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Abstract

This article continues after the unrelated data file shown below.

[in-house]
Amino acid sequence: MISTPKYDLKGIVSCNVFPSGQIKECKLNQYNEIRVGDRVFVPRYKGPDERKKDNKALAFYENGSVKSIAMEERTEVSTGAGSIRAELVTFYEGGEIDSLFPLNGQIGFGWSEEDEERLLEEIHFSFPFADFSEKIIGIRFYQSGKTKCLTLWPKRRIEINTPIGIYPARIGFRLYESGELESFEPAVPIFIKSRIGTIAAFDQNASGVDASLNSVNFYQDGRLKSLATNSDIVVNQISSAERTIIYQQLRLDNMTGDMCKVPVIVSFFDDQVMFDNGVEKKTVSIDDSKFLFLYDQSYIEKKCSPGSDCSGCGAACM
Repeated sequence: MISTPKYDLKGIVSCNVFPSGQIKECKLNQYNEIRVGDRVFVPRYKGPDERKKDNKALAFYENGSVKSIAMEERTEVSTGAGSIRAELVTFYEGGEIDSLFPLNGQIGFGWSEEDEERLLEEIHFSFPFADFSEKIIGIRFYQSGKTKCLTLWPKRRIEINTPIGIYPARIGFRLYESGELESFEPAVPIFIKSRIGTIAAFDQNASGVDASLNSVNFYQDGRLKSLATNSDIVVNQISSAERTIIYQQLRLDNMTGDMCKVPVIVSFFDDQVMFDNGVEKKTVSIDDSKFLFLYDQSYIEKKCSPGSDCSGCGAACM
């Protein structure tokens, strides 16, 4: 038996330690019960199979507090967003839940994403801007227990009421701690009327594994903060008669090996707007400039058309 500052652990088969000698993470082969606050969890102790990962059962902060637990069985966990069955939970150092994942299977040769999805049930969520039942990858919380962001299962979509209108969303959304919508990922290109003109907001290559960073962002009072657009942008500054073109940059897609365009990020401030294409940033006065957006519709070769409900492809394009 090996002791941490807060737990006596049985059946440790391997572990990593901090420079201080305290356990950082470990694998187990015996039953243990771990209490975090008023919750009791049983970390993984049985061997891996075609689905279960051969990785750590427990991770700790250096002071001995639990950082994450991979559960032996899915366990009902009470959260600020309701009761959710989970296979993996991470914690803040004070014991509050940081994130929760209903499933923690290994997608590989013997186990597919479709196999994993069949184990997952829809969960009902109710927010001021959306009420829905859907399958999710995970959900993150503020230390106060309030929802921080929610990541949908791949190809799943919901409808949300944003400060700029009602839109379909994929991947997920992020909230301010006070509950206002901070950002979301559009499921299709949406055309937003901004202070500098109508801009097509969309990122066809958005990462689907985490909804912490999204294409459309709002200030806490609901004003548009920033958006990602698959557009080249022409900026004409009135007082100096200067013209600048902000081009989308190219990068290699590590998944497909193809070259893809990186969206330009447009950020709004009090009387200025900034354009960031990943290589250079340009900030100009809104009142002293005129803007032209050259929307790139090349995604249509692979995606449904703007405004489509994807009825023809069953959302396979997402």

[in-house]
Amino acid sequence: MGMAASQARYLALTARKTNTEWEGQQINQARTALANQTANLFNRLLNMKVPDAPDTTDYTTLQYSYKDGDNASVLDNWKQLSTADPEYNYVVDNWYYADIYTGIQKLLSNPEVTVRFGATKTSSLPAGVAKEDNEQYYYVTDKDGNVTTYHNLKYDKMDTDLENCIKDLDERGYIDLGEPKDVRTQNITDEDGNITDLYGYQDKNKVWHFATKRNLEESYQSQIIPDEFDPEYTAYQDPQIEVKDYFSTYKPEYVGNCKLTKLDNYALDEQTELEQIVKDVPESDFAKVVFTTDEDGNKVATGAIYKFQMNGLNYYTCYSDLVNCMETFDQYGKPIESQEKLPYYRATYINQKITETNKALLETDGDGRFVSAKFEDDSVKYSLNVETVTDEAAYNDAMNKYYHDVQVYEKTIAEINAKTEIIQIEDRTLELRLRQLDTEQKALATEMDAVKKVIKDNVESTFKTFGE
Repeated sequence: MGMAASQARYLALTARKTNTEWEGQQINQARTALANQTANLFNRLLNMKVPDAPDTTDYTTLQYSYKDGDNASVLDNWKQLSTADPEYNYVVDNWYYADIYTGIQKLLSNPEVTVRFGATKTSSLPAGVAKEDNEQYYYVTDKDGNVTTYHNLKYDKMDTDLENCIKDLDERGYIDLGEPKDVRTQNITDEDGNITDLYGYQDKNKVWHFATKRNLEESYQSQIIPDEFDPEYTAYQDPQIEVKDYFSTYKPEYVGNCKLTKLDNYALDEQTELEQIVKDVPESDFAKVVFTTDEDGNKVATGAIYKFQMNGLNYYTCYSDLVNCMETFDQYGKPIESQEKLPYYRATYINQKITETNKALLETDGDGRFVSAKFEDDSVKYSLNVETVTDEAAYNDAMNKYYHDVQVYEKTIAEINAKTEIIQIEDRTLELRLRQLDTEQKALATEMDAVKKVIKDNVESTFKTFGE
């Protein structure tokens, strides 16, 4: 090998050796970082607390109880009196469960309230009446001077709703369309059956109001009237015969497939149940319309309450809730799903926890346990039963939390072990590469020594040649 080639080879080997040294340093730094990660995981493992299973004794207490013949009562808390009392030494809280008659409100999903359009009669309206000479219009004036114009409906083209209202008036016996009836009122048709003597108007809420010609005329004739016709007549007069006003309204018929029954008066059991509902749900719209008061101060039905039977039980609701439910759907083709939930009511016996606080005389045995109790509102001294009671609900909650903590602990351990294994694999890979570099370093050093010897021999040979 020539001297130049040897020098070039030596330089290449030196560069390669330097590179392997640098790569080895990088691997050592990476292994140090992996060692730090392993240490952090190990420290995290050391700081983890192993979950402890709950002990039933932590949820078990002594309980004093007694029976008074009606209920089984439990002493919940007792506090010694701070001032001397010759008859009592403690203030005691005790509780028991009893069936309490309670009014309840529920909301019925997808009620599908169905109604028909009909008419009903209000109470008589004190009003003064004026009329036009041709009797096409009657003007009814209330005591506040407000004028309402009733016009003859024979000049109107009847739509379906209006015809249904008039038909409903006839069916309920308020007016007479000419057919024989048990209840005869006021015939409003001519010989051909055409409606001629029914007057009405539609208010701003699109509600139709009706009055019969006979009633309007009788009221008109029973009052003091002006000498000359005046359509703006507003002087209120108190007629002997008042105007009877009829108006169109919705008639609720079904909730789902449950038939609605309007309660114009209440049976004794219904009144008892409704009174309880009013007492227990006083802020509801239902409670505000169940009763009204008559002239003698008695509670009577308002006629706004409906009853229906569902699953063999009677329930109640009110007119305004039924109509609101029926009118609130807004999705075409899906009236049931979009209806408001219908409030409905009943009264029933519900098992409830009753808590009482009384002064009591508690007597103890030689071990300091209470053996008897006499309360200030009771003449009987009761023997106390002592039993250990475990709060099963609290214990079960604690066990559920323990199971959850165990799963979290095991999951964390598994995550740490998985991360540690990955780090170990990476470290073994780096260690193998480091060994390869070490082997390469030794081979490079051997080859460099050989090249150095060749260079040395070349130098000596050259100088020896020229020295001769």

The principle of non-discrimination as enunciated in its Articles I on General Most Favoured Nation Treatment (MFN) and III on National Treatment (NT) is the foundation of the General Agreement on Tariffs and Trade (GATT) and its successor, the World Trade Organization (WTO). Yet, articles of GATT included many exceptions to MFN, of which one of the most serious was Article XXIV relating to Customs Unions (CU) and Free Trade Areas (FTA). Clearly there was a tension, if not contradiction, between the fundamental principle of nondiscrimination and inherently discriminatory preferential trading arrangements (PTA's) such as CU's and FTA's. This tension was not a serious practical one as long as a few PTA's were proposed, let alone implemented, as was the case four decades until the start of the Uruguay Round of multilateral trade negotiations in 1986. The continuing proliferation of proposed PTA's covering several regions of the world since then is a potential threat to progress towards a non-discriminatory multilateral trading system. The paper begins with a discussion of the reasons for the failure of the Working Party mechanism set forth in Article XXIV for examining the consistency of proposed PTA's with GATT. It then briefly surveys the recent literature on regionalism and multilateralism, focusing more on the issues raised than on analytical models. It critically examines the concept of "open regionalism" that has been enthusiastically advanced by the United States in particular and finds it problematic, if not an oxymoron. The paper concludes with a discussion of how further progress towards a nondiscriminatory world trading system could be made, even as preferential regional liberalization initiatives proliferate.

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